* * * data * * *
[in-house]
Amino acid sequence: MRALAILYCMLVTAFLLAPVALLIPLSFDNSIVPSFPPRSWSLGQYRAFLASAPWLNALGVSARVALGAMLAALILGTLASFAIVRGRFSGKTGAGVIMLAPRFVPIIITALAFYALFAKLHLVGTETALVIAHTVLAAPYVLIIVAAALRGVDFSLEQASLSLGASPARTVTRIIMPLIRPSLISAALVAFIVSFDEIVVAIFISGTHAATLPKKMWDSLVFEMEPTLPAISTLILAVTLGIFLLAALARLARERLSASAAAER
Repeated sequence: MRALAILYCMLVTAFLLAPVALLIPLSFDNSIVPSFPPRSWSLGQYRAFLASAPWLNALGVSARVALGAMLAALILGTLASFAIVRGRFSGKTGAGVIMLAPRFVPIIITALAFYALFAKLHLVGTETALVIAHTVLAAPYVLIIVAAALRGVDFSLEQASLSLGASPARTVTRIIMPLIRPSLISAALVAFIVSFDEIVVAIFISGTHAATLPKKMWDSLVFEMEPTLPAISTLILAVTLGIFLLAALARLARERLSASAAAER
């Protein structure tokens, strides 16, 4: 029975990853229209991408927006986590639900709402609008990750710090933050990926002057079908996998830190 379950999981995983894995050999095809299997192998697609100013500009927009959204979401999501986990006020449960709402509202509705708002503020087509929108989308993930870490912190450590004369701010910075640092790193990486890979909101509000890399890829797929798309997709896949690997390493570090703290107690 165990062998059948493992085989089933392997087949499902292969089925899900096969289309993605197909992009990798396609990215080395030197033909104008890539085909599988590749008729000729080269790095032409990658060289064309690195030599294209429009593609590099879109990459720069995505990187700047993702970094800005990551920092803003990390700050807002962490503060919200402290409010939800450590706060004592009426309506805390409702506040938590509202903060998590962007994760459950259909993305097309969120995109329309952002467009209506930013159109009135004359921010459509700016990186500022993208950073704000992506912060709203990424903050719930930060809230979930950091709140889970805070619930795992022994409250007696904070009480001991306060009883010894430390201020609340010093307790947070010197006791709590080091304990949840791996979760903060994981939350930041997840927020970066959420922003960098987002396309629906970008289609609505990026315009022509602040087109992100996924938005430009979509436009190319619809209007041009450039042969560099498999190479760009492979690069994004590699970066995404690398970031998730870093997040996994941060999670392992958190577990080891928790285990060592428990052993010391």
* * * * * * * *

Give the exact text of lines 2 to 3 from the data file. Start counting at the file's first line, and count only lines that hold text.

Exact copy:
Amino acid sequence: MRALAILYCMLVTAFLLAPVALLIPLSFDNSIVPSFPPRSWSLGQYRAFLASAPWLNALGVSARVALGAMLAALILGTLASFAIVRGRFSGKTGAGVIMLAPRFVPIIITALAFYALFAKLHLVGTETALVIAHTVLAAPYVLIIVAAALRGVDFSLEQASLSLGASPARTVTRIIMPLIRPSLISAALVAFIVSFDEIVVAIFISGTHAATLPKKMWDSLVFEMEPTLPAISTLILAVTLGIFLLAALARLARERLSASAAAER
Repeated sequence: MRALAILYCMLVTAFLLAPVALLIPLSFDNSIVPSFPPRSWSLGQYRAFLASAPWLNALGVSARVALGAMLAALILGTLASFAIVRGRFSGKTGAGVIMLAPRFVPIIITALAFYALFAKLHLVGTETALVIAHTVLAAPYVLIIVAAALRGVDFSLEQASLSLGASPARTVTRIIMPLIRPSLISAALVAFIVSFDEIVVAIFISGTHAATLPKKMWDSLVFEMEPTLPAISTLILAVTLGIFLLAALARLARERLSASAAAER